Up to now, castration has been performed without anaesthesia, but from 2021 onwards castration without anaesthesia will be prohibited in Germany. The change is unsettling manufacturers and consumers alike. isi is involved in several studies on the issue. The aim is to understand how meat producers and consumers react to the change. The results should help to provide producers and consumers with the information that meets their needs and level of knowledge.
In one of the first studies, isi collaborated with other organisations*, including the University of Hohenheim, to investigate how farmers and livestock farmers are preparing for the new regulations.For the study, 300 general farmers and specialised animal farmers were interviewed in spring 2018. One of the questions was: 'What preparations has your operation made so far in light of the ban on anaesthetised piglet castration?' Only slightly more than half of the respondents stated that they had done anything in connectin with the issue. Activities included practical trials and training courses. However, almost 30 per cent of the farmers considered the anaesthetic-free castration unnecessary. "This indicates that there will be problems with the practical implementation of the new regulations," says Schübeler.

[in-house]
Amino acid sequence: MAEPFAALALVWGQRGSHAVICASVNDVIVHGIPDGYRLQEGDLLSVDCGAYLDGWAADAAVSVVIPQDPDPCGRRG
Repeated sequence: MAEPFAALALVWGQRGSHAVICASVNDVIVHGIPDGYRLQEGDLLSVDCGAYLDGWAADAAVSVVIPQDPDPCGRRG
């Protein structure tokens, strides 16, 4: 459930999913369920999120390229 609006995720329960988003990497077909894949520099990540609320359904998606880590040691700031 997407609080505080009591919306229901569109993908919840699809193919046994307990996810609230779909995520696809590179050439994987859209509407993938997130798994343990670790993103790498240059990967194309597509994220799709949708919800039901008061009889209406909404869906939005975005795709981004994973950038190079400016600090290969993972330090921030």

Even the farms that have already done some work on the issue are only hesitantly preparing for its implementation. More than three-quarters of the farms were undecided as to which method they would prefer to use to implement the new regulations. The options available to them are castration by injection or inhalation anaesthesia, immunocastration or boar fattening (no medical intervention is necessary, whereby there is a risk that around five percent of the animals will develop the unwanted boar odor).